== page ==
We have seen much drama during the covid-19 lock down but the effect of a little rain on Tuesday was spectacular. Suddenly, there were no cyclists, no joggers, no kids on the beach and only the regular dog walkers. Meanwhile, the Pavilion carpark contained vans instead of the usual cars. It was like flicking a switch from “normal Weymouth” to “Gobi Desert” – only with rain. We imagined hundreds of dogs in lock down, crossing their legs and whimpering to go out. We hope the general public has not been confusing the “sunshine” vitamin D with immunity.
UPDATE: It was raining again on Wednesday. We saw two dog walkers, one lady jogger and a walker. Traffic was a little less absent. The sun came out in the afternoon, along with kids on the beach, dog walkers and cyclists on The Esplanade. Nice to see the place looking more normal again.
JUST SEEN: Wednesday Morning: Boris Johnson and Carrie Symonds have had a baby boy this morning. It is great to have some good news among all the gloom.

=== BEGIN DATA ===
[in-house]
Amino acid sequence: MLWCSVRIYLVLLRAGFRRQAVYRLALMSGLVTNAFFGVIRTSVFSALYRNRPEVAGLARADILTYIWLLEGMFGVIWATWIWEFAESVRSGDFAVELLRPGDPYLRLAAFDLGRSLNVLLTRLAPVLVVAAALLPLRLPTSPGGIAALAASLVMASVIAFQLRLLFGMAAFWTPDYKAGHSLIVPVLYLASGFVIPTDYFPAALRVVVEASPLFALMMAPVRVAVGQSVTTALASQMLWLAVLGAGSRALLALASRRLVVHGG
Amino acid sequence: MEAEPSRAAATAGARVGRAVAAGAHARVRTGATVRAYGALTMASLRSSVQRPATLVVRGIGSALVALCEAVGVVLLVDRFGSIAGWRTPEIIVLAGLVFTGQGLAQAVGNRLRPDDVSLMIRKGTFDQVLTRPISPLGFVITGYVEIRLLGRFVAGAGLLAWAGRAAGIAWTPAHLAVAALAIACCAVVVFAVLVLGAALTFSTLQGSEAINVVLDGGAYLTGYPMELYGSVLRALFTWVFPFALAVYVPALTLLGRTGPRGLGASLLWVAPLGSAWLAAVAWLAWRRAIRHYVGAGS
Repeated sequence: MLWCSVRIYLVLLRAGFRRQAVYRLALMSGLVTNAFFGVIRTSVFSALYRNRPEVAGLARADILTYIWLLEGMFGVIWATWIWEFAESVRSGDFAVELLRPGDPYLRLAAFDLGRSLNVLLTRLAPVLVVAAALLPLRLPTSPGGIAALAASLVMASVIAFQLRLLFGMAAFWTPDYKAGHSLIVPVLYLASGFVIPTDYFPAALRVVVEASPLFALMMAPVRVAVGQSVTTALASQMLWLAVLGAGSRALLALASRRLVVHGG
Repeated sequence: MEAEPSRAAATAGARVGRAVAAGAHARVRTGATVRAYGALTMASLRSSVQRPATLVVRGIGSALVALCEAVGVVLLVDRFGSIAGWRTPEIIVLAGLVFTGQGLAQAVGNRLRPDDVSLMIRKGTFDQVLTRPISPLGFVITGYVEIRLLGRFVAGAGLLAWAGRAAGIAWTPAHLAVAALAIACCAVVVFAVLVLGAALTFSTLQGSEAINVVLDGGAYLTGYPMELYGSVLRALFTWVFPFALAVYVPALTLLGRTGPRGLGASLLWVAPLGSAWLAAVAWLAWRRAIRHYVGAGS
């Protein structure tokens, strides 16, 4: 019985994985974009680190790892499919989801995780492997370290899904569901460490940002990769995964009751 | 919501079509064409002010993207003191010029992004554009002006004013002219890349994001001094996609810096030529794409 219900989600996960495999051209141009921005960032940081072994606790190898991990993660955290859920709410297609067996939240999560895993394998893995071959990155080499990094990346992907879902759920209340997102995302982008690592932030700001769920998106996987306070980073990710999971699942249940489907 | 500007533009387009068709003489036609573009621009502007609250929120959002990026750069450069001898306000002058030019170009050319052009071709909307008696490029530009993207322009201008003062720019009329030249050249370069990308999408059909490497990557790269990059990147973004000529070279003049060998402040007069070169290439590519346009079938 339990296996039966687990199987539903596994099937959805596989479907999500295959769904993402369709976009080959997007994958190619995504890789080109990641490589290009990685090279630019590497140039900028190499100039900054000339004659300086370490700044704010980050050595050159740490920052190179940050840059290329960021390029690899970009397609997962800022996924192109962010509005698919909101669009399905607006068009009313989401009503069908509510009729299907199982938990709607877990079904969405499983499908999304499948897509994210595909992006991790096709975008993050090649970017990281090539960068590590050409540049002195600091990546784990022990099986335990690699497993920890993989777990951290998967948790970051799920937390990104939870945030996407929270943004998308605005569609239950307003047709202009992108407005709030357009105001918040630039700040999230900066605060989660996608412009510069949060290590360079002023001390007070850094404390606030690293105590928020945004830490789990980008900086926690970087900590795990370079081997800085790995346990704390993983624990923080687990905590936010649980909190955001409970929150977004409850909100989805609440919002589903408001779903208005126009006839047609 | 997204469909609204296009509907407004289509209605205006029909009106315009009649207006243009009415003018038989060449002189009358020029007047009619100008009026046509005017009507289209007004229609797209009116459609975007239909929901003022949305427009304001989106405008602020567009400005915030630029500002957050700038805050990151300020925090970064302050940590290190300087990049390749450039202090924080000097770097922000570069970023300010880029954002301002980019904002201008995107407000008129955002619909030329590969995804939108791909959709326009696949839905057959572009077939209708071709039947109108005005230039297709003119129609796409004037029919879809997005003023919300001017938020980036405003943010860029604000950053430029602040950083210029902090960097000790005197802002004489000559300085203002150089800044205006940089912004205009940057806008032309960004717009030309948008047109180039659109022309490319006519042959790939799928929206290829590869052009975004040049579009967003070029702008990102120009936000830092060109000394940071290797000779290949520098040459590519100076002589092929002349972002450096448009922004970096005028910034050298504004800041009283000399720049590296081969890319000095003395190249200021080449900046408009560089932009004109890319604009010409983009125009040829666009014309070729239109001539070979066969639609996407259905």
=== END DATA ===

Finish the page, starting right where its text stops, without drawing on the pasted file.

Sunniest April since the 1800’s
For a decade or so, locally we have needed a prolonged spell of sunshine in Spring to kick start the season. We finally get the good weather and look what we got with it! Alanis Morissette and “Ironic”.
Meanwhile, at home we remain self isolating
We are still self-isolating at home. The Missus makes the occasional shopping trip, including a couple of neighbours’ requirements. Meanwhile, about once a week, I make the short trip to the bottlebank 300 yards away to get rid of cans and bottles. The rest of the rubbish cannot be dealt with currently, since we have no collection and the Tip is closed. The Missus is baking fruit pies and the neighbours are baking cakes. Nobody is starving!
Social Distancing – some observations